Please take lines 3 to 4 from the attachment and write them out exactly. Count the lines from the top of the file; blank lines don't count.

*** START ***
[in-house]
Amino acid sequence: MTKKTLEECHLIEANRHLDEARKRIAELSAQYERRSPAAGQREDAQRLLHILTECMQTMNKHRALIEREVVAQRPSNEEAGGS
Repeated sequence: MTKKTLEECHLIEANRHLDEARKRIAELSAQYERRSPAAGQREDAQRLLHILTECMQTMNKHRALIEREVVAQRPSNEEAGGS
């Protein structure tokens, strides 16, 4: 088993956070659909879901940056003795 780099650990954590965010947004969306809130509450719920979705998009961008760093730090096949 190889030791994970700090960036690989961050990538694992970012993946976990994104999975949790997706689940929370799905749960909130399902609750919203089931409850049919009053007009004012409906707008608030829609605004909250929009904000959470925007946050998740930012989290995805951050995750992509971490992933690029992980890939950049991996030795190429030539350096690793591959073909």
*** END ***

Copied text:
Repeated sequence: MTKKTLEECHLIEANRHLDEARKRIAELSAQYERRSPAAGQREDAQRLLHILTECMQTMNKHRALIEREVVAQRPSNEEAGGS
């Protein structure tokens, strides 16, 4: 088993956070659909879901940056003795 780099650990954590965010947004969306809130509450719920979705998009961008760093730090096949 190889030791994970700090960036690989961050990538694992970012993946976990994104999975949790997706689940929370799905749960909130399902609750919203089931409850049919009053007009004012409906707008608030829609605004909250929009904000959470925007946050998740930012989290995805951050995750992509971490992933690029992980890939950049991996030795190429030539350096690793591959073909």